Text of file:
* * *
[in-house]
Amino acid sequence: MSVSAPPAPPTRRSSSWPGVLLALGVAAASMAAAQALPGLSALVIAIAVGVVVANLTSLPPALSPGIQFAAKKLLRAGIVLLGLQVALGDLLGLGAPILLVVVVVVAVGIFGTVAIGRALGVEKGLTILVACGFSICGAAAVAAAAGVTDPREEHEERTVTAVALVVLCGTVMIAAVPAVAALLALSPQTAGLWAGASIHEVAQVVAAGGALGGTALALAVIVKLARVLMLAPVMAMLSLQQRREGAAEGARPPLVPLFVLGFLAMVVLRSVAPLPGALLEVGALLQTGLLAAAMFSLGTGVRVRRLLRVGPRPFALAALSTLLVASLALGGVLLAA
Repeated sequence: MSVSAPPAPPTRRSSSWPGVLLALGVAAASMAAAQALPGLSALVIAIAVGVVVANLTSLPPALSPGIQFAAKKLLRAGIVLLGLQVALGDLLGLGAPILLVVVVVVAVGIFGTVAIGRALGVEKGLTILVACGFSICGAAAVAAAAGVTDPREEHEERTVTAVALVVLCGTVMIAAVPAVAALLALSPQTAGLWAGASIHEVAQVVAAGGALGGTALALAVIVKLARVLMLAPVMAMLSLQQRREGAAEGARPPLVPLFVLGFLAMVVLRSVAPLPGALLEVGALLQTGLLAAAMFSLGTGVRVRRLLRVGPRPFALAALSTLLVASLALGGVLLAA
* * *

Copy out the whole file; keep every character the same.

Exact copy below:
[in-house]
Amino acid sequence: MSVSAPPAPPTRRSSSWPGVLLALGVAAASMAAAQALPGLSALVIAIAVGVVVANLTSLPPALSPGIQFAAKKLLRAGIVLLGLQVALGDLLGLGAPILLVVVVVVAVGIFGTVAIGRALGVEKGLTILVACGFSICGAAAVAAAAGVTDPREEHEERTVTAVALVVLCGTVMIAAVPAVAALLALSPQTAGLWAGASIHEVAQVVAAGGALGGTALALAVIVKLARVLMLAPVMAMLSLQQRREGAAEGARPPLVPLFVLGFLAMVVLRSVAPLPGALLEVGALLQTGLLAAAMFSLGTGVRVRRLLRVGPRPFALAALSTLLVASLALGGVLLAA
Repeated sequence: MSVSAPPAPPTRRSSSWPGVLLALGVAAASMAAAQALPGLSALVIAIAVGVVVANLTSLPPALSPGIQFAAKKLLRAGIVLLGLQVALGDLLGLGAPILLVVVVVVAVGIFGTVAIGRALGVEKGLTILVACGFSICGAAAVAAAAGVTDPREEHEERTVTAVALVVLCGTVMIAAVPAVAALLALSPQTAGLWAGASIHEVAQVVAAGGALGGTALALAVIVKLARVLMLAPVMAMLSLQQRREGAAEGARPPLVPLFVLGFLAMVVLRSVAPLPGALLEVGALLQTGLLAAAMFSLGTGVRVRRLLRVGPRPFALAALSTLLVASLALGGVLLAA